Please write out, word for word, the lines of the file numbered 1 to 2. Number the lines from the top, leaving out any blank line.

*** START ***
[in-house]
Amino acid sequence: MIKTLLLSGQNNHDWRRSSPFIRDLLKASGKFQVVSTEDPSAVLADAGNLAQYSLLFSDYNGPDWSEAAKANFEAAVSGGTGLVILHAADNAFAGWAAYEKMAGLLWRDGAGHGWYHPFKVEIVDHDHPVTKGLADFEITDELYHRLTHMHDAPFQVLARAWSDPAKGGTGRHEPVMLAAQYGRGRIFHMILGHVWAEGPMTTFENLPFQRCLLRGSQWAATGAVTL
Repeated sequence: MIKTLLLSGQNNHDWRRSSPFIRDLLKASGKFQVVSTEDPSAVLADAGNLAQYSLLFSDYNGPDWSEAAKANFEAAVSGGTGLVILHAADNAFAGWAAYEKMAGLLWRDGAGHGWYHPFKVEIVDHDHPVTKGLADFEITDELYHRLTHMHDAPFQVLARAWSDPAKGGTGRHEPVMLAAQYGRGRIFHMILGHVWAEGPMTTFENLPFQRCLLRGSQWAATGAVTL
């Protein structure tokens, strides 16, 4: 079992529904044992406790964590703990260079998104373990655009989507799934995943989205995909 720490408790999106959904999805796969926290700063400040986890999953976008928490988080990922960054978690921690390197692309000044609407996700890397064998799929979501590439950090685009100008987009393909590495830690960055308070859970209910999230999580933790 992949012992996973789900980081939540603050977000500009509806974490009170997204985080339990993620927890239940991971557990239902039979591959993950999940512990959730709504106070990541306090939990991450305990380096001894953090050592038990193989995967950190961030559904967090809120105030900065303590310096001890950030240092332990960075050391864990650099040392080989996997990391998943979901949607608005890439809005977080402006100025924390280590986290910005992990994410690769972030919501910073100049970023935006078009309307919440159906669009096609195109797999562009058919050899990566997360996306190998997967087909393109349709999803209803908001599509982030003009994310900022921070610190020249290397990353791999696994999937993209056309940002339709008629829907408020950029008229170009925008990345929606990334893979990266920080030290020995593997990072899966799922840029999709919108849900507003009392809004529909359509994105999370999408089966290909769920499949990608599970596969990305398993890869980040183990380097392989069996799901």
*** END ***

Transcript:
[in-house]
Amino acid sequence: MIKTLLLSGQNNHDWRRSSPFIRDLLKASGKFQVVSTEDPSAVLADAGNLAQYSLLFSDYNGPDWSEAAKANFEAAVSGGTGLVILHAADNAFAGWAAYEKMAGLLWRDGAGHGWYHPFKVEIVDHDHPVTKGLADFEITDELYHRLTHMHDAPFQVLARAWSDPAKGGTGRHEPVMLAAQYGRGRIFHMILGHVWAEGPMTTFENLPFQRCLLRGSQWAATGAVTL